Since I wrote and published Half-Assed, a mild case of concern has set in. Was I fair? Did I see it from the other side? What have I missed? One known cognitive bias is that we tend to rate experiences not on their overall happiness, but on their peak intensities (good or bad) and on how they end. And that relationship surely had a painful and unpleasant end, which certainly has colored my view of all of it.
Another aspect of my thinking is from watching the video at the Representation Project, about judging men and their maleness. Men are supposed to be the fixers in the relationship, and they are supposed to do a good job of it. When one fails to do so, whether through sloppiness or lack of knowledge, we are (meaning I am) quick to judge.
What if he opened up the electric plug, and understood generally how it worked, but couldn’t quickly come up with a way to shorten the wires and strip the plastic coating? He could have asked — I would have had a suggestion — but men aren’t supposed to ask. There are numerous “How to Repair It” books around the house, all of which I purchased.
What if his access to the resources was reduced, not really knowing the books were there, since those were mine and not his. Unable to ask, because guys don’t ask. Not conscientious enough to really care about doing it right. “I put it back together, and it works, even though it is ugly and doesn’t look right. Good enough. And I don’t really like this vacuum anyhow, partially because I didn’t pick it out and partially because I just don’t like vacuuming (who does?), so maybe we should get a new one.”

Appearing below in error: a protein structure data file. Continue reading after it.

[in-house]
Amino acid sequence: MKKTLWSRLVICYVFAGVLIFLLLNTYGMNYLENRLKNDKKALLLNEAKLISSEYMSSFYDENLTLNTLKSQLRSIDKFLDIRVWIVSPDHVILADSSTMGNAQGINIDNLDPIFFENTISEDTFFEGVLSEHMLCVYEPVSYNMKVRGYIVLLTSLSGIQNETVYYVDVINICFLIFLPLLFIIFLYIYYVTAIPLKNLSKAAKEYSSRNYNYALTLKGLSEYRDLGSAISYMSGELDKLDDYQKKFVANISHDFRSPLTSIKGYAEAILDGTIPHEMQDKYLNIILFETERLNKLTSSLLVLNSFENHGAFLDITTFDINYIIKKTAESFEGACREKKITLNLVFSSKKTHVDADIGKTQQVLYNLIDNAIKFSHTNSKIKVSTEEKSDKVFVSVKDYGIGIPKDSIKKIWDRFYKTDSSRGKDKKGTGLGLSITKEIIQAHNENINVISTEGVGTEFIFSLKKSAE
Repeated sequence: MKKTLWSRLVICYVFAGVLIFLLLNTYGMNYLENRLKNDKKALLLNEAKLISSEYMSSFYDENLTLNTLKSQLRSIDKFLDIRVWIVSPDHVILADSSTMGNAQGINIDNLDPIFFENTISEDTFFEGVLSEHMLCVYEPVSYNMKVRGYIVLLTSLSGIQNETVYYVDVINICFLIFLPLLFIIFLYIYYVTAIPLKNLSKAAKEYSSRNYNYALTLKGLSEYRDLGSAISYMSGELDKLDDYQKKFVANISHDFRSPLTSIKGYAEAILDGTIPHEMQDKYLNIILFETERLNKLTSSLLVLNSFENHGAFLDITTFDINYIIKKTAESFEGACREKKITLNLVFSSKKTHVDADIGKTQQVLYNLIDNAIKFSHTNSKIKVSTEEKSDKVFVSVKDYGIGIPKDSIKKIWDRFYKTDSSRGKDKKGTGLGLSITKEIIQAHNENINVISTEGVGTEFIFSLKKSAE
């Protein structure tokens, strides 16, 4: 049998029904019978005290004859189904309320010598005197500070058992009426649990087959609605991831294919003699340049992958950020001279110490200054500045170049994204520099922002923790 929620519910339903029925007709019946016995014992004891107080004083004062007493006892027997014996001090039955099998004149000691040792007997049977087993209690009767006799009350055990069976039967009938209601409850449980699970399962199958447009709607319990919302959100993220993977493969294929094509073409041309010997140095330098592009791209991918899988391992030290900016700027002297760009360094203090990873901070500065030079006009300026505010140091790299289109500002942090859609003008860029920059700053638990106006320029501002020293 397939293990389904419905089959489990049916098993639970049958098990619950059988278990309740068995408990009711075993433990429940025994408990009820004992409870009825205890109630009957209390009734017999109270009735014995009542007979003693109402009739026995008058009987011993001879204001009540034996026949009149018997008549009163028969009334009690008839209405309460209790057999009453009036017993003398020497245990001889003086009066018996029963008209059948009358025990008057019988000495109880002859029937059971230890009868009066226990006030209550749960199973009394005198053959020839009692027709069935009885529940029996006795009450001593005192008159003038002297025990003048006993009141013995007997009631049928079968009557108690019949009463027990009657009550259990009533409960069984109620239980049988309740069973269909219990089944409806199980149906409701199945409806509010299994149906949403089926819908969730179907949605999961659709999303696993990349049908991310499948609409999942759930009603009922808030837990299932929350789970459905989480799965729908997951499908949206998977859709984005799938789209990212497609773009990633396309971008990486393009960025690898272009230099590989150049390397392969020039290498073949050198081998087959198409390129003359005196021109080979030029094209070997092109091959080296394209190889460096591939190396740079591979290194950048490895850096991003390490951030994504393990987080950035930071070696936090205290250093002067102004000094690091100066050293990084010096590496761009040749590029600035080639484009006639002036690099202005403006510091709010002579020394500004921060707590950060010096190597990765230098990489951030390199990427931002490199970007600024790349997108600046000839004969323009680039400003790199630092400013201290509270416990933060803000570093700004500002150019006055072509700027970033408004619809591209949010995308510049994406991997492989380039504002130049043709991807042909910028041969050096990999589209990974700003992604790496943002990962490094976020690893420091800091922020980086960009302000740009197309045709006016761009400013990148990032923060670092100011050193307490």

I have an advantage of sorts in that I’m a female. I’m not supposed to know how to fix things. I know I can generally learn from a set of instructions, and so I provided myself with sets of instructions. I’m conscientious, which you might call anal-retentive if you are mad at me. If I am going to do a job, and I can do it right, I get stubborn and I will do it right. I’m experienced. I’ve been living alone and I’ve owned a house for over a decade. If something breaks, I’m the first line of defense for fixing it. I might not have started out as confident or competent, but it grows.
And as for the rest, it is one thing to have an attitude or opinion of really valuing communication in a relationship, but it is another thing to know how to do it. How would you learn when your parents never do such a thing? When your previous girlfriend made it impossible to do such a thing? How would you know how to deal with someone who tells you up-front what she needs and wants? Would that be a good thing or a threat? Maybe someone more confident would have been able to make more of it. But maybe this just wasn’t him. Not even when I was the one who was putting forth the effort and trying.
It’s that thing about responsibility. You can’t ever really give someone responsibility. The other person has to take it. You can give all you want, but if the other person doesn’t take, it doesn’t matter.
“What else could I have done,” is the question I am always asking myself. I don’t have an answer, and I don’t think I ever will. A relationship, a good relationship, requires two capable, responsible, willing, and invested partners. I am not sure I had that. I am pretty sure of my own investment, even though there were times I had a hard time holding it together. I know what I was willing to do. The one thing I saw clearly at the end was that if it was going to get better, he had to make the move, to make the commitment toward that happening. It wasn’t there. I think it had been missing in all the earlier conversations we’d had. Maybe it wasn’t neglect. Maybe it wasn’t not caring. Maybe it was just not knowing how or not being confident enough to try.
But once again, here we are. There it is. It is my job to make peace with this. I hope that I am; I hope you can see I am trying; one slow step at a time.
1. For more information on this, I read Daniel Kahneman’s Thinking Fast and Slow. For a discussion on experienced vs. remembered well-being see page 4 of this NYTimes article for a discussion on duration-neglect and the peak-end rule.↩